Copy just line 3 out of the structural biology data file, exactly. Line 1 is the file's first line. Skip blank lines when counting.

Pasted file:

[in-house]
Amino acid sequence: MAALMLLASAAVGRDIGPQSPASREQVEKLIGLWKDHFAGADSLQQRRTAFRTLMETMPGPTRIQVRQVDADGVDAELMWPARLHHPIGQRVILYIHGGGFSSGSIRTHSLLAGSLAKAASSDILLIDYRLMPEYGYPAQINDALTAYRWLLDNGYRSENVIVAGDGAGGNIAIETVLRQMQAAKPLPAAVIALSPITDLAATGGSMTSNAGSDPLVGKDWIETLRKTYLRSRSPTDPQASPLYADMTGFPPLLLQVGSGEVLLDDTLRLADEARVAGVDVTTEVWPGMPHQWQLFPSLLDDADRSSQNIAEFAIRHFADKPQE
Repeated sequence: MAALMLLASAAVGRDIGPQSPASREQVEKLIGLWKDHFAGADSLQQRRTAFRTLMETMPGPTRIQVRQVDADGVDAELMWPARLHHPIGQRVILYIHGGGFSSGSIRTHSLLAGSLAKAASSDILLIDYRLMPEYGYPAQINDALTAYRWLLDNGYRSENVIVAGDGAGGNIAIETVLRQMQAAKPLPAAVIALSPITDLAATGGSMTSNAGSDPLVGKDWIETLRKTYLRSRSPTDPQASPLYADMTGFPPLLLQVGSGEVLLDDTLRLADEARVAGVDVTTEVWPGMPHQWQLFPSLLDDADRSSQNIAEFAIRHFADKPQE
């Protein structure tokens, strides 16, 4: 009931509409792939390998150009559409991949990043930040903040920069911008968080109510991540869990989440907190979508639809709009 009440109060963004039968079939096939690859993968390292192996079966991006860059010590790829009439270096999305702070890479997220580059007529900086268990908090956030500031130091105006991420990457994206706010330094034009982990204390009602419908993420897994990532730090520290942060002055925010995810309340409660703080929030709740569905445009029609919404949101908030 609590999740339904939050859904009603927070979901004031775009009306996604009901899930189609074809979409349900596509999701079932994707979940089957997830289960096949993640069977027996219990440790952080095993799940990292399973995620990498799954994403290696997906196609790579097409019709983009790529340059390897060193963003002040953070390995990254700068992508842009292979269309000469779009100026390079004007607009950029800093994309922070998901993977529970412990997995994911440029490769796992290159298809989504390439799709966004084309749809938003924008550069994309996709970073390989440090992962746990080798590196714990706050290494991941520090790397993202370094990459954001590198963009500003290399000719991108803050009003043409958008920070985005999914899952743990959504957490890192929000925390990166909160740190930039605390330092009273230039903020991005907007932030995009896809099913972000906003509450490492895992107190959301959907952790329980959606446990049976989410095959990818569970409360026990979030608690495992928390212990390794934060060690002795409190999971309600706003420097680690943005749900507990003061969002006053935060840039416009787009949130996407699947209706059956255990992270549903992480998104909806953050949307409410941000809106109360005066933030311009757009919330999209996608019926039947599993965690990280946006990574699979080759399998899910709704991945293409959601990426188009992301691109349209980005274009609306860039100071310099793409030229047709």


Repeated sequence: MAALMLLASAAVGRDIGPQSPASREQVEKLIGLWKDHFAGADSLQQRRTAFRTLMETMPGPTRIQVRQVDADGVDAELMWPARLHHPIGQRVILYIHGGGFSSGSIRTHSLLAGSLAKAASSDILLIDYRLMPEYGYPAQINDALTAYRWLLDNGYRSENVIVAGDGAGGNIAIETVLRQMQAAKPLPAAVIALSPITDLAATGGSMTSNAGSDPLVGKDWIETLRKTYLRSRSPTDPQASPLYADMTGFPPLLLQVGSGEVLLDDTLRLADEARVAGVDVTTEVWPGMPHQWQLFPSLLDDADRSSQNIAEFAIRHFADKPQE